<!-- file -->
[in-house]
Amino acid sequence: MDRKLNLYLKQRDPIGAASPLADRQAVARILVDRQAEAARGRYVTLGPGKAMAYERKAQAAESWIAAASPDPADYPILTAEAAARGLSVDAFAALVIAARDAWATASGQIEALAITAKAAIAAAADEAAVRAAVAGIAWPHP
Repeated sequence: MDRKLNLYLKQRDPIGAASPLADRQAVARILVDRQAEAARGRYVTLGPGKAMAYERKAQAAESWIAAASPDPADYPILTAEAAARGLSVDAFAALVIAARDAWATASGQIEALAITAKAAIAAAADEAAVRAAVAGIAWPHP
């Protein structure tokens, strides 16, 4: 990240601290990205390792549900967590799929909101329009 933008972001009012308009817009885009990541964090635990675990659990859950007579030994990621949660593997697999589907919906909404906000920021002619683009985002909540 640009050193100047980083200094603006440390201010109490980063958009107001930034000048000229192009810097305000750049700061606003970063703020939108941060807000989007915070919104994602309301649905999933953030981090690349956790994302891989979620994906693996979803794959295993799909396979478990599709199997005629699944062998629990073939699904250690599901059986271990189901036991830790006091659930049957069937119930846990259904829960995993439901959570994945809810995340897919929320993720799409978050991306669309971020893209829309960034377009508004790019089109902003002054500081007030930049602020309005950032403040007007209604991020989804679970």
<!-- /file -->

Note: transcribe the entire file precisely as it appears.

[in-house]
Amino acid sequence: MDRKLNLYLKQRDPIGAASPLADRQAVARILVDRQAEAARGRYVTLGPGKAMAYERKAQAAESWIAAASPDPADYPILTAEAAARGLSVDAFAALVIAARDAWATASGQIEALAITAKAAIAAAADEAAVRAAVAGIAWPHP
Repeated sequence: MDRKLNLYLKQRDPIGAASPLADRQAVARILVDRQAEAARGRYVTLGPGKAMAYERKAQAAESWIAAASPDPADYPILTAEAAARGLSVDAFAALVIAARDAWATASGQIEALAITAKAAIAAAADEAAVRAAVAGIAWPHP
């Protein structure tokens, strides 16, 4: 990240601290990205390792549900967590799929909101329009 933008972001009012308009817009885009990541964090635990675990659990859950007579030994990621949660593997697999589907919906909404906000920021002619683009985002909540 640009050193100047980083200094603006440390201010109490980063958009107001930034000048000229192009810097305000750049700061606003970063703020939108941060807000989007915070919104994602309301649905999933953030981090690349956790994302891989979620994906693996979803794959295993799909396979478990599709199997005629699944062998629990073939699904250690599901059986271990189901036991830790006091659930049957069937119930846990259904829960995993439901959570994945809810995340897919929320993720799409978050991306669309971020893209829309960034377009508004790019089109902003002054500081007030930049602020309005950032403040007007209604991020989804679970």